While voters waited for the official list of candidates who will be on France’s April 22 presidential election ballot, ten candidates have already told the press they had the endorsements needed to join the race.
This year’s French presidential campaign begins in earnest on Monday, when the Constitutional Council will unveil the names of the candidates who gathered the 500 endorsements needed to join the race.
Ten presidential hopefuls told the media on Friday they had enough backing to officially join the 2012 election. The Council said it would confirm over the weekend if each of the potential candidates fulfilled the obligation to collect a minimum of 500 signatures from mayors and elected officials.
The unveiling of the names that will appear on the April 22 ballot would officially open a contest that has effectively been underway for months.
The ten would-be candidates who said they presented at least 500 signatures were incumbent president Nicolas Sarkozy, François Hollande of the Socialist Party, far-right leader Marine Le Pen, centrist François Bayrou, Jean-Luc Mélenchon of the Left Front coalition, Green party candidate Eva Joly, right-wing eurosceptic Nicolas Dupont-Aignan, Trotskyites Nathalie Arthaud and Philippe Poutou, and Jacques Cheminade, who describes himself as a “left-wing Gaullist”.
Former French prime minister Dominique de Villepin announced on Friday on his campaign website that he did not have enough endorsements to join the presidential race.
Ecology-minded centrist Corrine Lepage said she would present only 470 signatures to election officials, but claimed that some additional endorsements for her candidacy could have been sent directly to the Council.
Both Villepin and Lepage complained that many mayors were unwilling to hand over their coveted signatures this year. They criticised the major political parties for putting unfair pressure on small-town mayors to withhold their endorsements.
There were 12 presidential candidates on the first round ballot of France’s last election in 2007. Sixteen rivals squared off in the 2002 vote.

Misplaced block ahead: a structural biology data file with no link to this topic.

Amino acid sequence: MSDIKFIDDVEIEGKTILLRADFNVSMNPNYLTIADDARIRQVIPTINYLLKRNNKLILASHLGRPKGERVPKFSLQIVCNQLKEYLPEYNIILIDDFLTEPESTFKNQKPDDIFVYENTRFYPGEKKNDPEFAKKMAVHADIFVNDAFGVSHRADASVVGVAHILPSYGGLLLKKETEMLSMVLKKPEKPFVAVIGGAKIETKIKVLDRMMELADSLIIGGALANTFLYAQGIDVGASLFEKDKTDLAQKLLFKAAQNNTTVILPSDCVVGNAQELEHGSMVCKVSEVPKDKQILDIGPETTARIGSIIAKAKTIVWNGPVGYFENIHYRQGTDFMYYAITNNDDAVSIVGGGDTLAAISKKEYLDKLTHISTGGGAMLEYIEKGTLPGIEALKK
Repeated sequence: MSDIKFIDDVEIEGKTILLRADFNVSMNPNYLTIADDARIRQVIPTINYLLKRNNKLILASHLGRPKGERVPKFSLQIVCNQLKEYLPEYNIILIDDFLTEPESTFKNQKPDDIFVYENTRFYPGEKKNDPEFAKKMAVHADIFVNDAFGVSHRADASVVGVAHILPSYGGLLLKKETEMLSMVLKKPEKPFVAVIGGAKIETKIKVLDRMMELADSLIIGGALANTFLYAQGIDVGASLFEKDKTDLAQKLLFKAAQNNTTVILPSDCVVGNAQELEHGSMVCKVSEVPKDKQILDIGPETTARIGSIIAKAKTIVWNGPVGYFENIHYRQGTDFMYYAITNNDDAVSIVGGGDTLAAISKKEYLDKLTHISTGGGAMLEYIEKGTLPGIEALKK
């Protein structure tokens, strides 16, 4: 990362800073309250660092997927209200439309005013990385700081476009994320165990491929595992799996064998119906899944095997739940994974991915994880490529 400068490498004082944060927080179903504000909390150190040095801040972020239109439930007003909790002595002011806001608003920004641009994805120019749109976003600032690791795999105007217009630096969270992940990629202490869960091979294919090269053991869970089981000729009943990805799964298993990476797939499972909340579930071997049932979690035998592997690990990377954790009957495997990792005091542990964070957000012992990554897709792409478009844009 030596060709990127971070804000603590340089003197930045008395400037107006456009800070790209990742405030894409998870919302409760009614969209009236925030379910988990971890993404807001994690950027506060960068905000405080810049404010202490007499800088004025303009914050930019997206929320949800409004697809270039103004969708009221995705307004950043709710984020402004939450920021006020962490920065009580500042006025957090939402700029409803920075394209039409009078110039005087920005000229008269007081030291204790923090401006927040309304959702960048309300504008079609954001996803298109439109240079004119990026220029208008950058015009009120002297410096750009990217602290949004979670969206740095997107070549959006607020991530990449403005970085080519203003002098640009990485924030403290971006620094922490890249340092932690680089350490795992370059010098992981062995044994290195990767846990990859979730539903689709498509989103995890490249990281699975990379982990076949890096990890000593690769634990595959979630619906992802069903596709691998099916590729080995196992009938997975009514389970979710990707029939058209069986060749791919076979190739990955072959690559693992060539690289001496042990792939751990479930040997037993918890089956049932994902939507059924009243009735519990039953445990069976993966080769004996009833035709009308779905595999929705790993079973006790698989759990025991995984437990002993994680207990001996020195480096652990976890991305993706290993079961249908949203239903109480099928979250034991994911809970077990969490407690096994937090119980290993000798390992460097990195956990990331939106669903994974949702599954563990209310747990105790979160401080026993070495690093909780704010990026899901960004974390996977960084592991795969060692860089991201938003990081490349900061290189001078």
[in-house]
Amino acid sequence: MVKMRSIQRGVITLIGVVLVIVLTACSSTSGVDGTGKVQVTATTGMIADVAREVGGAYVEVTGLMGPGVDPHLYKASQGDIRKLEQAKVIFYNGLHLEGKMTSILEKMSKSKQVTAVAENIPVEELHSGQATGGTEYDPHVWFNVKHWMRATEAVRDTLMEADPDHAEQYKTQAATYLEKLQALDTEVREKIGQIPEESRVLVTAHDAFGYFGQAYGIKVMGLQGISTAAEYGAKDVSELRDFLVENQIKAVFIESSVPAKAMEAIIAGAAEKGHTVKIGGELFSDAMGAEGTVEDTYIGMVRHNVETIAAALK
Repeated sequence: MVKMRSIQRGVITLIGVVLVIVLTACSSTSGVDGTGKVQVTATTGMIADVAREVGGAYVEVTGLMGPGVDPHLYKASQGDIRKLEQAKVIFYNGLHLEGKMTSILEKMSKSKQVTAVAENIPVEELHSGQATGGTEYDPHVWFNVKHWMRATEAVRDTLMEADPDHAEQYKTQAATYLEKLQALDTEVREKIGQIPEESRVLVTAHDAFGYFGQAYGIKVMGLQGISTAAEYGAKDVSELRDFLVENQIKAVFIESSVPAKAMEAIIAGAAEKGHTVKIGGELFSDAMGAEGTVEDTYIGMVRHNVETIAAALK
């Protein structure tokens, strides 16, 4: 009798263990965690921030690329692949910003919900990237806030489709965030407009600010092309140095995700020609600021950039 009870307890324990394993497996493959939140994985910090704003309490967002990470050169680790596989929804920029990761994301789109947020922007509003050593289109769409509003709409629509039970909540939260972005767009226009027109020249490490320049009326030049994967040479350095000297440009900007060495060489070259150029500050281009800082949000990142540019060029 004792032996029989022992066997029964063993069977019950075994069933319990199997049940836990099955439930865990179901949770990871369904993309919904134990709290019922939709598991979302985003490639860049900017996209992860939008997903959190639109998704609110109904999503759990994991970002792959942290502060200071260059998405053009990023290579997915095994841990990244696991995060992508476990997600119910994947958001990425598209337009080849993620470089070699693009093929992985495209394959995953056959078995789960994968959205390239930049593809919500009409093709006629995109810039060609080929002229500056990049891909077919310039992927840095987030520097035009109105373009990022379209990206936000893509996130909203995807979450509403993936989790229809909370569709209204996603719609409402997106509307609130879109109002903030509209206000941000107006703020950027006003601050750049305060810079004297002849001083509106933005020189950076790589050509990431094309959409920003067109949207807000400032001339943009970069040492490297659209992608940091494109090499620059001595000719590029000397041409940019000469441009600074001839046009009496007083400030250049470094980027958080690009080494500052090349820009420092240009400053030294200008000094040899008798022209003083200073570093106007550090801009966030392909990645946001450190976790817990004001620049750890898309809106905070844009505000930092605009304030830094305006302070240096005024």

If no candidate gets more than 50 percent of all first round ballots–by far the most likely scenario–a runoff between the two top vote getters will be held on May 6.
Half the ten candidates who said they would take part in this year’s election were struggling to gather more than 2 percent of voter intentions for the election’s first round, recent opinion polls showed.
Despite the wide difference in popularity, French law stipulates that all of the official candidates would have the same visibility and airtime on media outlets starting from March 20.
Socialist François Hollande had been cast as the frontrunner for months, but the incumbent Nicolas Sarkozy had caught up with the leader in recent days, polls indicated. Both men counted around 27% support among voters in the first round.
French polling firms said Marine Le Pen of the anti-immigration National Front was hovering above 15%, while François Bayrou of the Democratic Movement party was on track to win 12% of ballots.
Jean-Luc Mélenchon, a left-wing leader who forged an alliance the with French Communist Party for the election, had risen above the symbolic 10% mark in recent days, studies showed.
In the past five weeks four well-known presidential hopefuls dropped out of the race. Social conservative Christine Boutin, centrist Hervé Morin and rural right-winger Frédérick Nihous quit to endorse Sarkozy. Left-wing nationalist Jean-Pierre Chevenement threw in the towel and eventually backed Hollande.
Date created : 2012-03-17